Dialog Box March 20069 Mar, 2006 By: Cadalyst Staff
Readers have their say.
I am trying to find the answer to the question of whether dual processors provide any advantage for running AutoCAD 2006. In past Cadalyst tests, the dual processor performance was actually slower. Your November 2005 issue has an article about the latest dual-processor systems. The first sentence states: "Should your next system be a dual-processor system?" Well, this question was never answered in the article. So is it worth the extra cost yet or not?
AutoCAD 2006 is not multithreaded, so dual processors (or dual-core chips for that matter) won't give you any performance advantage. You will get some benefit if you commonly run AutoCAD and other applications simultaneously. Likewise, if you do run applications that are multithreaded, their performance will benefit (it won't double, though). Autodesk is planning limited multithreading in AutoCAD, but that's another year, at least, away. If you don't run any multithreaded applications and don't expect to for the next few years, you don't need a dual-processor system.
I've seen a few small mentions of Windows Vista in some of your articles lately. Most allude to a major impact it will have on engineering application performance and hardware requirements. Have you published any articles that cover this topic specifically that I may have missed? Do you know of any resources that could be used to investigate Vista as it relates to the engineering community? We are pursuing an upgrade to our engineering hardware and we would like to ensure that we are prepared for near future trends.
O.E. Ride Control Engineering
We'll cover Vista in greater depth in a future issue, once the new operating system is closer to release. You are probably referring to the graphics capabilities in Vista. There have been concerns that Microsoft's implementation of OpenGL support may hinder its performance on Vista and inhibit hardware acceleration techniques. Also, the Aeroglass interface in Vista may need to be disabled when OpenGL applications are running. For details on this issue, click here.
However, graphics card makers we've spoken to recently don't anticipate any problems with delivering OpenGL performance equivalent to that found in Windows XP.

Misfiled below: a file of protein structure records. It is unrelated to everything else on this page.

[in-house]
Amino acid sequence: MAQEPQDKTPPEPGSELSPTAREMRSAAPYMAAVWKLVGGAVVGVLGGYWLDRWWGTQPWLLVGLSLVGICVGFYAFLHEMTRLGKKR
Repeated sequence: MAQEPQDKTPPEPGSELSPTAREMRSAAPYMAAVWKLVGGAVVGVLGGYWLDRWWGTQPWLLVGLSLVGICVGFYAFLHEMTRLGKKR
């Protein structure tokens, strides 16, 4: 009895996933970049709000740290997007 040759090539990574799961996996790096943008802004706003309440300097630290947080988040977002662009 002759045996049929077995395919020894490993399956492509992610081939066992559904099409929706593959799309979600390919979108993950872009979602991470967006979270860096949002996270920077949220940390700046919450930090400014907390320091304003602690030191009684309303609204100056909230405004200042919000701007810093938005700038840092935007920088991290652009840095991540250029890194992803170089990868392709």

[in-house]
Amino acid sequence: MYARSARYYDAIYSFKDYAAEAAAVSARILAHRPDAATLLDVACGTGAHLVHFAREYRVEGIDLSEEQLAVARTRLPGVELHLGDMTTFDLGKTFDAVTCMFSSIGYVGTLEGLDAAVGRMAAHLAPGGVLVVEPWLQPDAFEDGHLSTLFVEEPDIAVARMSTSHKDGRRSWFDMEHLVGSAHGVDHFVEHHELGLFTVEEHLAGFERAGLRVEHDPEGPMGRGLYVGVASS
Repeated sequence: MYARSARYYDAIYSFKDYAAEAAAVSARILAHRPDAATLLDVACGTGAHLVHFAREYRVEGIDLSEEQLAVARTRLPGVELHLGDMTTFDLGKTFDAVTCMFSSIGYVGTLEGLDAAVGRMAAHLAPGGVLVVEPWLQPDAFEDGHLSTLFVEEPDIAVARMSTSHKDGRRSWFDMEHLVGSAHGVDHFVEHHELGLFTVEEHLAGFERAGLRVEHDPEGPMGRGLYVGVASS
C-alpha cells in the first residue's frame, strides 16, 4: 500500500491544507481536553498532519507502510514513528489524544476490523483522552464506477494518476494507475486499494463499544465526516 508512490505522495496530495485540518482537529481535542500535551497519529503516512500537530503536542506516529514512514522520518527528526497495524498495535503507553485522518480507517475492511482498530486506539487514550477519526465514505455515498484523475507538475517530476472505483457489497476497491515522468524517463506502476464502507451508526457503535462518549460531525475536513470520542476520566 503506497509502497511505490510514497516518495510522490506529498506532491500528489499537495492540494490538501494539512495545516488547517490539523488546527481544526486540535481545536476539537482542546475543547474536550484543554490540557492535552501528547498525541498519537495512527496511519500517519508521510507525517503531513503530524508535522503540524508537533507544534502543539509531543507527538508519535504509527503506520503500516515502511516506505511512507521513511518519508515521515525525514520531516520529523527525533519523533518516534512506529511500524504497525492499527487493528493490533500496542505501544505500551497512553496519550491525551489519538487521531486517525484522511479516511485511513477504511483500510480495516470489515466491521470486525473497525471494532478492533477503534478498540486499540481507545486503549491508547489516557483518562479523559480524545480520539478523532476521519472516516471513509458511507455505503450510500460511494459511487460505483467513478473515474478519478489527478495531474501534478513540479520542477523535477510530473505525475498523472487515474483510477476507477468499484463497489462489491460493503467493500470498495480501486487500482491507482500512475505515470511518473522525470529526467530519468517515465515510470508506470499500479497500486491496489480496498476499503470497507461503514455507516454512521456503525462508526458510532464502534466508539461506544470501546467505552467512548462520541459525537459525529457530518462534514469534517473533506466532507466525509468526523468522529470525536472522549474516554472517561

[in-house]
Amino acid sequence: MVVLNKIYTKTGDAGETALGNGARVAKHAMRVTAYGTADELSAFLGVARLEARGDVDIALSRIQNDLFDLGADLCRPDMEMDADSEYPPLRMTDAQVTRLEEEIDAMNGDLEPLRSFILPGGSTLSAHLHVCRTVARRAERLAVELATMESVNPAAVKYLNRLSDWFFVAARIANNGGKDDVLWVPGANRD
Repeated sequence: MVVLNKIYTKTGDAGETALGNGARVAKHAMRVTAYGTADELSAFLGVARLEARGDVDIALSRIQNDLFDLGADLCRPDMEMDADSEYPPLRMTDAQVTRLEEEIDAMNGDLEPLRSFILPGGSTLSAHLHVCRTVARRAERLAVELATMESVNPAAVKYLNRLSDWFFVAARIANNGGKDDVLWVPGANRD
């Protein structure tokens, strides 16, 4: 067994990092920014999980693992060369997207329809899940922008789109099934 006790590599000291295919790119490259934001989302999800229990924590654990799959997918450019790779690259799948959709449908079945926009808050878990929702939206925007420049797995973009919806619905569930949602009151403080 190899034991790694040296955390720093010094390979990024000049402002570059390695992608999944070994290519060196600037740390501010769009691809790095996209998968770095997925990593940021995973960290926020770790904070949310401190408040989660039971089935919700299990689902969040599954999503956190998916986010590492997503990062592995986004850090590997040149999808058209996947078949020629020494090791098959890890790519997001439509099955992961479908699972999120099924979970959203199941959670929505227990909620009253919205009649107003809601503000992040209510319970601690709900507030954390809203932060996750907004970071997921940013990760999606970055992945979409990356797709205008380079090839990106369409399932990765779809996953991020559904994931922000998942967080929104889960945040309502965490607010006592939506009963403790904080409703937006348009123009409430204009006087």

In general, reports are that Vista requires a hefty amount of hardware even before you factor in a CAD application. Some of the estimates I've seen are 1GB RAM (2GB for 64-bit systems), at least 1.3GB free hard drive space and a graphics card with 256MB or more of RAM. You can find more specific guidelines (straight from Microsoft) here.
On the bright side, Vista should provide better support for dual processors and dual-core processors.
Phasers to Stun
In response to Don Boyer's letter last month: With all due respect, remember that there are many people out there performing many different tasks in AutoCAD. What seems to be worthless to you may be a pot of gold for somebody else, and vice versa. As for "pizzazz," when I work, I work. Personally (I am speaking only for myself), all I need is functional and convenient tools to work with. I do not want to get more tired than I already am. I am a huge Star Trek fan--I read and watch it in my spare time. But there is no way I want to see my house or workplace looking like Star Trek.
Watch your Step
To add to your collection of Top 10 Pitfalls to Avoid, here is a recently published executive guide. It is in the same general space with PLM, with a slightly different twist: a focus on companies with configurable products. Although sponsored by a product configurator vendor, Access Commerce, the guide is vendor neutral. I hope you will find it useful.
As one who has been involved in manufacturing systems for many a year, I have seen the rules for success in many cloakings. There is a great deal of commonality in the success factors, regardless of the application area. We could add at least one more Pitfall or Risk to Avoid: Thinking your company is unique, thereby needlessly reinventing the rules for success.
Put on a Happy Face
I have been running AutoCAD Mechanical 2000i with Power Pack on Windows 2000 Pro. I started to run it on XP and each day I have to restore my setting from the previous day. When I start up every morning, all my icons turn into smiley faces. Do you have any suggestion on what to do to solve this?
Try this patch from Autodesk.
Honk if you Love DIESEL
Do you cover DIESEL programming? I see VBA, LISP and even C. For users of AutoCAD LT, it's the only way to program anything, and the help menus have very little on it. Even someone's recommendation on a book or article elsewhere would help.
We haven't covered DIESEL in quite a while. Here are a few resources available on the Web: